Arts in Education award named for Steighner

Musical heights: HRV Music Director Mark Steighner (center) was recently presented with the newly minted “Steighner Arts Education Award” created in his honor. The award will also be presented to future recipients who, like Steighner, dedicate their lives to excellence in arts and education.  Shelley Toon-Hight (left) of Columbia Gorge Arts in Education presented the award along with music teacher Rebecca Nederhiser (right), and (not pictured) HRV Principal Karen Neitzel and HRMS Principal Brent Emmons. They are surrounded by HRMS students who recently performed one of Steighner’s original musicals.

Photo by Julie Raefield-Gobbo.
Musical heights: HRV Music Director Mark Steighner (center) was recently presented with the newly minted “Steighner Arts Education Award” created in his honor. The award will also be presented to future recipients who, like Steighner, dedicate their lives to excellence in arts and education. Shelley Toon-Hight (left) of Columbia Gorge Arts in Education presented the award along with music teacher Rebecca Nederhiser (right), and (not pictured) HRV Principal Karen Neitzel and HRMS Principal Brent Emmons. They are surrounded by HRMS students who recently performed one of Steighner’s original musicals.

“For artistry, excellence and dedication in arts education in our schools and community”: That is how a newly created award will honor future dedicated educators in Hood River County. This year’s first recipient of those eloquent accolades however is Hood River Valley High School Music Director Mark Steighner.

“Attempting to consolidate what Mark Steighner has meant to our community in a few words is similar to writing a paragraph summarizing the works of Shakespeare,” said Hood River Middle School Principal Brent Emmons during the March 6 inaugural presentation.

To honor Steighner’s 30 years of excellence in music education and his positive impact on the arts within the community, Columbia Gorge Arts in Education went beyond a one-time recognition and created the new award — henceforth to be presented to future recipients as the “Steighner Arts Education Award.”

“I was completely surprised by the recognition and appreciate it very much. However, I hope that the award didn’t take away from the real stars of the night, the middle school students and their outstanding performance of the musical,” said Steighner. “I am grateful for the amount of support that I have received in the community over the past thirty years and hope to continue to promote the importance of music and the arts for many more years to come.”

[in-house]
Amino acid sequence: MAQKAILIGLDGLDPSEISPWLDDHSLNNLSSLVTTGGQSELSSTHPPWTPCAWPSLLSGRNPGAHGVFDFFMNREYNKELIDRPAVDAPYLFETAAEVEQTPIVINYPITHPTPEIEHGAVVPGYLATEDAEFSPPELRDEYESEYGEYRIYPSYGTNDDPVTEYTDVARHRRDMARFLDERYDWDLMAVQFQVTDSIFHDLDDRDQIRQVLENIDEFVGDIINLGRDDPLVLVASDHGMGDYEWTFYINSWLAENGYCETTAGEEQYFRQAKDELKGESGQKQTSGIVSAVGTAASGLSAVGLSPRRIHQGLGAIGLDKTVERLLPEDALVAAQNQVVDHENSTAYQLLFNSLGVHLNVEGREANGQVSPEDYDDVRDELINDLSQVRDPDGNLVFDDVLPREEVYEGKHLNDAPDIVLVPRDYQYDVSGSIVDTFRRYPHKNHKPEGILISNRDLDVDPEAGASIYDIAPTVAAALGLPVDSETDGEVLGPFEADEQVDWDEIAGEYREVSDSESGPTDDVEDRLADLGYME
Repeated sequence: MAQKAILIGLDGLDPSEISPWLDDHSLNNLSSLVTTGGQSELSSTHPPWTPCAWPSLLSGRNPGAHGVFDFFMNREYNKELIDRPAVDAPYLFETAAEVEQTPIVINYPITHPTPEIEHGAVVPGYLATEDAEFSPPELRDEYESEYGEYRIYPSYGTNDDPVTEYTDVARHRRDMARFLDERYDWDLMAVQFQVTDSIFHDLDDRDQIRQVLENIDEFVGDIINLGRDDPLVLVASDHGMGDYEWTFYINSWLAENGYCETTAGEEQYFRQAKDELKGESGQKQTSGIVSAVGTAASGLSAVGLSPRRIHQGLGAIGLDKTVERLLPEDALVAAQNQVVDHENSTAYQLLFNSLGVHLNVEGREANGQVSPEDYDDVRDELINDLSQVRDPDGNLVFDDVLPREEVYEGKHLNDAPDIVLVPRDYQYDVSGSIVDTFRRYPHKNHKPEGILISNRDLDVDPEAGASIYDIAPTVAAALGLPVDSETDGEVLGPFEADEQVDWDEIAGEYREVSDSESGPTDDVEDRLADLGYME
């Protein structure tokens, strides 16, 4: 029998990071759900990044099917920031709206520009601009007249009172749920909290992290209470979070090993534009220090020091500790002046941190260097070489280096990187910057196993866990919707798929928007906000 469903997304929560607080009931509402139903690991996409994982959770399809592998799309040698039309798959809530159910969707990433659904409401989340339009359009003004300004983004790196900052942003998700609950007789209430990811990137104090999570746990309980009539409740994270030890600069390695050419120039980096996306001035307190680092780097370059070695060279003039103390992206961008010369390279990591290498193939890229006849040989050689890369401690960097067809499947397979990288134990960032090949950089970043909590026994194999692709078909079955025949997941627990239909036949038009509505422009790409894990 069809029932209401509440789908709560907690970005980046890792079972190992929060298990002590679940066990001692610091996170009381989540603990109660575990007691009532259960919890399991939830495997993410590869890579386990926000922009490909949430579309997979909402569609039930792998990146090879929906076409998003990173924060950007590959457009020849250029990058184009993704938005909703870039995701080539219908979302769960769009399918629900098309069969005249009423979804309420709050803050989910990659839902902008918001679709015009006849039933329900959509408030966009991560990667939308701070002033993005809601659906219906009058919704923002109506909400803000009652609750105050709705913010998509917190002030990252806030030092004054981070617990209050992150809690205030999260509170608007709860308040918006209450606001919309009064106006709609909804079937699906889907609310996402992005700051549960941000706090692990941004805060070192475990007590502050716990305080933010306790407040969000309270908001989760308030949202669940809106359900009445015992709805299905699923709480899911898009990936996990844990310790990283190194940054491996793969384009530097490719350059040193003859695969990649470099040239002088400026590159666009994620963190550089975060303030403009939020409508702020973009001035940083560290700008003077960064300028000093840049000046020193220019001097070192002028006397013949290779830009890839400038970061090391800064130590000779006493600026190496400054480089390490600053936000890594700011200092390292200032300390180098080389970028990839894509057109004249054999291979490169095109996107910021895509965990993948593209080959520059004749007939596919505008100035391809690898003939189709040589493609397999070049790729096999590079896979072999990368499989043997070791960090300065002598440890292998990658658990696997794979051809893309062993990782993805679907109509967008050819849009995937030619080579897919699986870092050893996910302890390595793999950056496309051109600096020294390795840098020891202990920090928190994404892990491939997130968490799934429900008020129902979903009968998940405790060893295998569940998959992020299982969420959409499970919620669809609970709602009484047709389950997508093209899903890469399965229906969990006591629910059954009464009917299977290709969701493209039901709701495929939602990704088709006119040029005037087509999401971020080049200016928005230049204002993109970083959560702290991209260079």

Shelley Toon Hight, director of CGAE, was joined by HRV Principal Karen Neitzel, Emmons and HRMS music teacher Rebecca Nederhiser in presenting the beautifully crafted wooden plaque in front of the final audience of the HRMS musical “Three-and-a-Half Wishes,” an original written by Steighner.

“From the moment I started working with Mark Steighner here in Hood River, I was amazed by his professionalism, work ethic and creativity in providing diverse and meaningful music opportunities for the community,” said Nederhiser. “The last two years have been an amazing adventure for us, performing two original musicals featuring our staff and students.”

Steighner wrote both HRMS musicals, and dozens of others — many of which have been produced at HRV and the CAST Theater.

Acknowledging Steighner’s personal musical accomplishments and his ability to inspire high achievement in his students, Toon and the gathered audience applauded Steighner with enthusiasm.

“One quote of Mark’s that has really stuck with me this year, has been the phrase, ‘Don’t wish for it; make it happen,’” said Nederhiser. “Mark is a keen example of this principle, and I think is an inspiration to all of us about learning and growing toward excellence.”